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Parsha of the Week

        This week's parshas is Parshas Ki Tavo, and you will learn about the topic of Bikurim.

        You have an imagination, right? Let's just pretend that you are a farmer in Eretz Yisrael (Israel). You own grain fields, vineyards, and fields of vegetables. The crops are starting to come up from the ground. One day you come by to check on your crops and you see a golden stalk of ripe barley. This barley belongs to Hashem, and you have to bring it to the Bais Hamikdash (The Holy Temple) as "Bikurim". You go and get a piece of string and come back and tie the string around the first barley so this way you know which stalk ripened first. When harvest comes you put the stalk aside.

        If you have a vineyard you should check it too, and when you see the first grape then you should also tie a string around it. What if there are several grapes that ripen at the same time? If several grapes ripen at the same time only one of them need to be set aside as "Bikurim". You might even have an apple tree or a field of potatoes, but you do not bring "Bikurim" from this tree. Why is it that you do not bring "Bikurim" from an apple tree or a field of potatoes? The answer is that there are only seven kinds of fruit that Eretz Yisrael (Israel) is famous for. Which are: Wheat, Barley, Grapes, Pomegranate, Figs, Olives, Dates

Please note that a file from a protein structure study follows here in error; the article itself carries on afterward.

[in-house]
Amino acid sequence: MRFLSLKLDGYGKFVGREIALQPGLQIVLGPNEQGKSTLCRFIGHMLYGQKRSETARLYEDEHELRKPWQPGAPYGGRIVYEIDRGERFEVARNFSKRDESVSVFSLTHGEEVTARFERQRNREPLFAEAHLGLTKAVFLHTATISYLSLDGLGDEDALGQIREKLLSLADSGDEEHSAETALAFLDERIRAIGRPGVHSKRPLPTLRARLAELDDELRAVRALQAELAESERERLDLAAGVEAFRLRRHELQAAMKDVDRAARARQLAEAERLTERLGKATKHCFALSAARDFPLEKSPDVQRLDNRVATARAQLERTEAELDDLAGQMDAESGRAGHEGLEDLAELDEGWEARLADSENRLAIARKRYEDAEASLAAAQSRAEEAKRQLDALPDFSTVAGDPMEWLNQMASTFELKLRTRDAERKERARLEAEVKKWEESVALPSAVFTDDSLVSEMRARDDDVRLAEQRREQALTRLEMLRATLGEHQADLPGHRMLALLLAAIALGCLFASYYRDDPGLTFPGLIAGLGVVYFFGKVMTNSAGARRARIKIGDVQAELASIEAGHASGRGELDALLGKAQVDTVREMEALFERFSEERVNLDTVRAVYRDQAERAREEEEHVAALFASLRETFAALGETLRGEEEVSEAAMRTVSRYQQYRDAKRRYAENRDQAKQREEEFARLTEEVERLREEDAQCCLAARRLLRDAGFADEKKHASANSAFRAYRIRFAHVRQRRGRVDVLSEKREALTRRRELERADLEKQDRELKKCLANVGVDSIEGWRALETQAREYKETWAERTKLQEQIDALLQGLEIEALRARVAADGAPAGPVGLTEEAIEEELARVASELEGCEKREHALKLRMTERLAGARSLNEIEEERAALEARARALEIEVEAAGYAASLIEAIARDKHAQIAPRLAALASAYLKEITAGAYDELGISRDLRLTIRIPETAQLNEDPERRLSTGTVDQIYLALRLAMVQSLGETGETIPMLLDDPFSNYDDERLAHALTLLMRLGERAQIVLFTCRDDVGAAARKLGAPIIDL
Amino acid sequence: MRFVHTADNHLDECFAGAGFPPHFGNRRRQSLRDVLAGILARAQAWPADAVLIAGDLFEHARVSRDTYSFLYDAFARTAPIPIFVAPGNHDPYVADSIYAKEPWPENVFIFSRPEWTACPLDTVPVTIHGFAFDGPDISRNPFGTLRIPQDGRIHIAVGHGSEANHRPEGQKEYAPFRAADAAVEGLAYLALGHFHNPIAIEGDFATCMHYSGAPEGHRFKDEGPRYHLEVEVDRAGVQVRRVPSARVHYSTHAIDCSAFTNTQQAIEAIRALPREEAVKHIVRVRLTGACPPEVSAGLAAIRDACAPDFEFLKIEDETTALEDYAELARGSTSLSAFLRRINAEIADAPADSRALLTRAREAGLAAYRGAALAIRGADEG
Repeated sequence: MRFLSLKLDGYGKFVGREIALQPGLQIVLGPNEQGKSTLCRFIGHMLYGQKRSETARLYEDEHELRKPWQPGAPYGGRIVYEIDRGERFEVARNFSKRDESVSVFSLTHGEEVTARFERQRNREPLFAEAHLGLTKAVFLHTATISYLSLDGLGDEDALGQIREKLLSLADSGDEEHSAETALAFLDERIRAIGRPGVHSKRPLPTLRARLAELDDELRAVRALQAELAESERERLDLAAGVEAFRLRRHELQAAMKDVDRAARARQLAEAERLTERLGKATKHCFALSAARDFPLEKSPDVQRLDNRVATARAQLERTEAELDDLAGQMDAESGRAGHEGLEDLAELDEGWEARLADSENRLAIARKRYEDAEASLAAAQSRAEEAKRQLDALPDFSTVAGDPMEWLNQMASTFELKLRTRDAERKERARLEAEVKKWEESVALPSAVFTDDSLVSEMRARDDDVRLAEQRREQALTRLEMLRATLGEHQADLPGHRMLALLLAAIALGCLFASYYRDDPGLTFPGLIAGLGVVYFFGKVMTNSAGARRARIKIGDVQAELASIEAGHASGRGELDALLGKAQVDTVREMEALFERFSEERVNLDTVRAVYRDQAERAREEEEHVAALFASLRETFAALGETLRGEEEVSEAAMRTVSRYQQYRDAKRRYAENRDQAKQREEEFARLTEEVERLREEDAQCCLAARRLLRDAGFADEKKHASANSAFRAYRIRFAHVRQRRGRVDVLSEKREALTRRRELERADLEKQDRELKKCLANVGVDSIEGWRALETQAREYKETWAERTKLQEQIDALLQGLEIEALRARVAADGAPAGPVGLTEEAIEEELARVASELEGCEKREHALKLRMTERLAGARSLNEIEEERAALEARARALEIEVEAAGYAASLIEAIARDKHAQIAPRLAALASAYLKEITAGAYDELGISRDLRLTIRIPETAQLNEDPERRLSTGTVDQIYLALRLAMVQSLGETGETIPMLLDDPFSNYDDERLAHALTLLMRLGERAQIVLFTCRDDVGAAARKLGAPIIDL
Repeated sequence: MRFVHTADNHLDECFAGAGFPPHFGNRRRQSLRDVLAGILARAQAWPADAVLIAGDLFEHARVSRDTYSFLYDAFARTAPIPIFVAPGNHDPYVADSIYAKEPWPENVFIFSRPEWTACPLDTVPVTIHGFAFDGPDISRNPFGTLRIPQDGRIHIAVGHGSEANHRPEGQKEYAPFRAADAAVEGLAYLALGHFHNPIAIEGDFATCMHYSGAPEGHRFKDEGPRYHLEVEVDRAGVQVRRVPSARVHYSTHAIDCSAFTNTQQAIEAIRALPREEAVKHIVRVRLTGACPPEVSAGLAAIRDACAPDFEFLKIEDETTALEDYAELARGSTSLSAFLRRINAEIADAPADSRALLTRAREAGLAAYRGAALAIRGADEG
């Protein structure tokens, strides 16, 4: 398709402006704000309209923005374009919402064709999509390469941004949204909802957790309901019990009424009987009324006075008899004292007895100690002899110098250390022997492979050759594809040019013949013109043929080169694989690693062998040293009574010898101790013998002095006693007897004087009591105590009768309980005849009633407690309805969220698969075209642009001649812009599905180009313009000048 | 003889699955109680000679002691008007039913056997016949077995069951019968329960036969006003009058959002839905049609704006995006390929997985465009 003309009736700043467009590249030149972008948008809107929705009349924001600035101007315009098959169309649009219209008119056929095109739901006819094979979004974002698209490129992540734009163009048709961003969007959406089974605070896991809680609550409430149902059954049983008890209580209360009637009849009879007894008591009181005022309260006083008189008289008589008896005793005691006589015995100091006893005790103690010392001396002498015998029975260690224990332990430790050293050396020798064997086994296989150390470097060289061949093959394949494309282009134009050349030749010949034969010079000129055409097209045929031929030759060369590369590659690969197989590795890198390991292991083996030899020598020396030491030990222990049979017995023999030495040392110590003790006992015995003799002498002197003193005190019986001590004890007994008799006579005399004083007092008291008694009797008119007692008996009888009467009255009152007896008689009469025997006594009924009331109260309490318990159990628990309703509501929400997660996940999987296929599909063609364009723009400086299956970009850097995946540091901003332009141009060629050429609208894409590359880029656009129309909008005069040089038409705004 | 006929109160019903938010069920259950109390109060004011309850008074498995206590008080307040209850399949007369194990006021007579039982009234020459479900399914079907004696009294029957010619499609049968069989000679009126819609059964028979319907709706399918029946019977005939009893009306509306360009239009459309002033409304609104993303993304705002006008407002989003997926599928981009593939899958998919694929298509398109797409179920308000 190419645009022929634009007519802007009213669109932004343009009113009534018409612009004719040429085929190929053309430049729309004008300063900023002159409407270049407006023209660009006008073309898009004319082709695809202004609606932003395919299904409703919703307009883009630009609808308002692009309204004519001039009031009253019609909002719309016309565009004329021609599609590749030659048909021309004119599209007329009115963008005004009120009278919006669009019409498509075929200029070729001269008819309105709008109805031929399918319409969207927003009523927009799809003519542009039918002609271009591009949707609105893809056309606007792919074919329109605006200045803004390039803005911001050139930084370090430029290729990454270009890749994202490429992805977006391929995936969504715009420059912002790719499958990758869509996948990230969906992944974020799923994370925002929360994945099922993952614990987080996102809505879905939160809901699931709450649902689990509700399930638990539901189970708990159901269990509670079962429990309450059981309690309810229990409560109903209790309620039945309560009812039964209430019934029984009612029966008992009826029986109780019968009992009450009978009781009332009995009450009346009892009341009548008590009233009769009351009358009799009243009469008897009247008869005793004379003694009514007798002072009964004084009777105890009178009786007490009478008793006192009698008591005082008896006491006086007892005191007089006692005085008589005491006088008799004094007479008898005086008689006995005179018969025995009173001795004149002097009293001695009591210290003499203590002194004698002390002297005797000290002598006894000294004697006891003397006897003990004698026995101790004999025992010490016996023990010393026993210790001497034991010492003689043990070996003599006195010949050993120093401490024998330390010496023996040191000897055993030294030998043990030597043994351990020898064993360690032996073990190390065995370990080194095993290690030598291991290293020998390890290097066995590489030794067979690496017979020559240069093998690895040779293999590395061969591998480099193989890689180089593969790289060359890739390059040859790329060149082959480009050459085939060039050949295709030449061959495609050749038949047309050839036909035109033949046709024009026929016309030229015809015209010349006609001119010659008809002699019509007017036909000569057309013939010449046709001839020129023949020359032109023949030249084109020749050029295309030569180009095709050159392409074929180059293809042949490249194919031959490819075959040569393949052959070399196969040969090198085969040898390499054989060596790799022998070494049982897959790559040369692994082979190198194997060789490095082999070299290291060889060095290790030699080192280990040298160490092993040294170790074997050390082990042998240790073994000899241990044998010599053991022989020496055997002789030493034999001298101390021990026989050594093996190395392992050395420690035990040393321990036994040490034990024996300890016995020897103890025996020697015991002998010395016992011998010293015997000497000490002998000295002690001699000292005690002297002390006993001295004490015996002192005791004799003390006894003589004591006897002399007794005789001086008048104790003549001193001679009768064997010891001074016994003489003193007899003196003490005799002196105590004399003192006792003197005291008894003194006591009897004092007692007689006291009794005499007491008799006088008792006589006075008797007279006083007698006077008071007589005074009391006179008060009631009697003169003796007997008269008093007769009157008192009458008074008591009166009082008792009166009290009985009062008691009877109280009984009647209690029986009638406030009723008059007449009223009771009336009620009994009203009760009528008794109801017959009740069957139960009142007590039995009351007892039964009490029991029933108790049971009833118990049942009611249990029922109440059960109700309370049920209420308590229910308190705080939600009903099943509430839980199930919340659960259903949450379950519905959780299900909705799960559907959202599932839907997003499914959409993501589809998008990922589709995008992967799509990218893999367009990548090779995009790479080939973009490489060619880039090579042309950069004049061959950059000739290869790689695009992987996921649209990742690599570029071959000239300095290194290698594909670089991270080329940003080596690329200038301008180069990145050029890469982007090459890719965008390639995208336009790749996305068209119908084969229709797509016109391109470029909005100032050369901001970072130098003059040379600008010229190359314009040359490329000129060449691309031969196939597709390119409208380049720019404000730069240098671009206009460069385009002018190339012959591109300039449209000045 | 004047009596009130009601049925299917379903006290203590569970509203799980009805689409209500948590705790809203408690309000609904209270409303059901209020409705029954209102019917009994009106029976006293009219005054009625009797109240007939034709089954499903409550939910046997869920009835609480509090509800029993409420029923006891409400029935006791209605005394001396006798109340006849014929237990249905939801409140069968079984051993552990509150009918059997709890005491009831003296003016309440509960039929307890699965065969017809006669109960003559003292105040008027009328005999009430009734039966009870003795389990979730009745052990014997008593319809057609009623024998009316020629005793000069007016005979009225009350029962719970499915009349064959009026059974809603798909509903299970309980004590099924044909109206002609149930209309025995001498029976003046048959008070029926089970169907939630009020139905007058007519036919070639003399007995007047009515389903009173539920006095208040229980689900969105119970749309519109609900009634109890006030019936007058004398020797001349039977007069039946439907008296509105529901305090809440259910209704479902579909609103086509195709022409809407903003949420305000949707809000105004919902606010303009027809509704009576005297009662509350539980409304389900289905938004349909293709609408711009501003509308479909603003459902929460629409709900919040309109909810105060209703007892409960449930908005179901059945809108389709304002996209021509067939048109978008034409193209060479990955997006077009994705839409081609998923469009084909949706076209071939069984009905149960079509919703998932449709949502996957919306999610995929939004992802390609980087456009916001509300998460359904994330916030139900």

Bikurim is only brought from these varieties. These seven crops do not all ripen at the same time. When one ripens it is tied around with a string marking it and it is set aside until all of the kinds of crops that you have and can do "Bikurim" on are ready. When ready you may bring the crops to the Bais Hamikdash (The Holy Temple) as "Bikurim". If you scared that the fruit will spoil or get bad you may dry it. This makes it still usable. For example, when grapes are dried they become raisins.

        If you give someone a gift you would wrap it nicely. "Bikurim" is a gift for Hashem and must be arranged nicely and brought to the Bais Hamikdash (The Holy Temple) anytime between Shavuos and Chanuka.

        We bring Bikurim to Beis Hamikdash every year, except of the Shmita Year. That year the products are "hefker", they do not belong to anyone, so one cannot bring Bikurim in the Year of Smitta.


This week's Parsha is for the Refua Shelama for Rabbi Shelim Tzvi Ben Chana Gittel

Shabbat Shalom! Have a Good Shabbos!